The head of Hezbollah, the Iranian-backed Shiite group in Lebanon, called the recent violence in Beirut “a new dangerous and critical step” in the country’s internal political situation. He also accused the Lebanese Forces, the right-wing Christian party, of trying to start a new civil war in the country. Hassan Nasrallah delivered his fiery speech in response to the bloodshed that left at least seven people dead and marked one of the worst street violence since the 1975-1990 civil war.
“The real program of the Lebanese Forces is a civil war which will lead to a demographic change,” said Hassan Nasrallah in his speech, and advised the “party of the Lebanese Forces to give up this idea of internal conflict and civil war”. He added: “The region has never seen Hezbollah as strong as it is now,” asserting Hezbollah’s dominant position in the country’s politics.
While both sides have denied their involvement in inciting violence, it is clear that this tension was sparked by a recent demand to remove Senior Judge Tarek Bitar from the investigation into the massive explosion at the Port of August 2020. The condemnation came from the majority of the Lebanese political class as Bitar asked a number of high-ranking politicians to be questioned about their involvement in the events of the port explosion. When the arrest warrant for Ali Khalil, a former finance minister, was issued and he did not appear for questioning, Bitar began to receive more criticism and opposition.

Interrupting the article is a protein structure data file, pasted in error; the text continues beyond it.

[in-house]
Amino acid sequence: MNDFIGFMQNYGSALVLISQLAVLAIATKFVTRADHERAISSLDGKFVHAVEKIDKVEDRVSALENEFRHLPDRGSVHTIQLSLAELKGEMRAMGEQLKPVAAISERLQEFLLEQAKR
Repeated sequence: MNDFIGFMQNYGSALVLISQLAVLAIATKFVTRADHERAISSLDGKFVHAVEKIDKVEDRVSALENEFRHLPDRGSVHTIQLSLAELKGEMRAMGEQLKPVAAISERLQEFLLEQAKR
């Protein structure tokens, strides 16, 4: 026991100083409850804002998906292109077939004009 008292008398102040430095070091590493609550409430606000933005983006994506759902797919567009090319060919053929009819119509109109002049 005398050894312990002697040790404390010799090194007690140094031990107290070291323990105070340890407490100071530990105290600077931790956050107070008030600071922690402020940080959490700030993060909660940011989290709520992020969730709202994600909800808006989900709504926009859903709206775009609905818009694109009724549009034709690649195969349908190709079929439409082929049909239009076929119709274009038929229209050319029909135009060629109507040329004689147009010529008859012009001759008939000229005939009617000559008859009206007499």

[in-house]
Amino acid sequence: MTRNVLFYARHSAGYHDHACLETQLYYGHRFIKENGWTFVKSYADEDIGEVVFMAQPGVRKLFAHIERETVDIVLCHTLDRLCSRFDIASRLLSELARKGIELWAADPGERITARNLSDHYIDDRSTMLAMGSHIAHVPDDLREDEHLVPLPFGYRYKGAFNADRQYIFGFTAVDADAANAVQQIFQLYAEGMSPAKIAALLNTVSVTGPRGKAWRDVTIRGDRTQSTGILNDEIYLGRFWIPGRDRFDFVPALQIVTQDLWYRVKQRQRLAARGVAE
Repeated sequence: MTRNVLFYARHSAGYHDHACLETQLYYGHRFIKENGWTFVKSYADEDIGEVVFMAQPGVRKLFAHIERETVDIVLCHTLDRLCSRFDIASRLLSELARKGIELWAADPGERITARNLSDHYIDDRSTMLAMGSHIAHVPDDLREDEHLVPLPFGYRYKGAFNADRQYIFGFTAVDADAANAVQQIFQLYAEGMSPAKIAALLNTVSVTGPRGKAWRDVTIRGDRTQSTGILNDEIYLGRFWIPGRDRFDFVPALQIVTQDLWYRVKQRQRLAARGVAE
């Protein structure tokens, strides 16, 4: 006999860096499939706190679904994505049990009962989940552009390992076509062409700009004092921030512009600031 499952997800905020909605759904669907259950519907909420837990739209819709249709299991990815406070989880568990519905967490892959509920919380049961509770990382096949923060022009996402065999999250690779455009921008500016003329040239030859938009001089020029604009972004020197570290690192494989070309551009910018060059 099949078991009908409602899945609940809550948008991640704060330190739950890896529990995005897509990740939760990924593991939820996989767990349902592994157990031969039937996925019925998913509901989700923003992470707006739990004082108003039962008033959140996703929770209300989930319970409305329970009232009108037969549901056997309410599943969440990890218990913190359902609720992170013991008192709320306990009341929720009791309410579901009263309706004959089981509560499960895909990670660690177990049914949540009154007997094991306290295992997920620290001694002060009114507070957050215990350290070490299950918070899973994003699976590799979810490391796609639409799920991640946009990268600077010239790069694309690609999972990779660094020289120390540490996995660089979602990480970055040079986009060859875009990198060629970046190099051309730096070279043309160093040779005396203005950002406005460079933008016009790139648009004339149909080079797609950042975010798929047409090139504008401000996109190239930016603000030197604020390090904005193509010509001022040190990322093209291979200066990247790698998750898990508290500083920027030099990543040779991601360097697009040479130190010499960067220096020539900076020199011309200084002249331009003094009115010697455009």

Hezbollah and its Shiite ally in the Amal movement have called for a demonstration on the old front line between the Muslim and Christian areas. However, they claim their protesters faced gunfire from rooftops which sparked the charges. The violence that has been unleashed between two suspected opponents is extremely worrying for the country as it brings back memories of the 1975-1990 civil war, adding to the severity of the economic turmoil spurred by the port explosion, pre-existing economic struggles and the effects of the pandemic.
As a failed state, Lebanon already faces huge challenges, including an economic collapse characterized by massive hyperinflation, blackout, gas and oil shortages, and growing poverty. The massive port explosion last year has exacerbated the country’s economic and social problems. Its impact makes the investigation of the explosion necessary for the future of the country. The process is hampered by the conflict of interest between a number of political actors strongly influenced by internal and external forces.
The solution to eliminate the economic problems in Lebanon would not be easy to find without better cooperation between different political and religious groups. The burden of the economic and energy crises is heavy enough to allow more bloodshed to break out. Future peace solutions should also include an economic recovery plan so that the Lebanese crisis does not continue.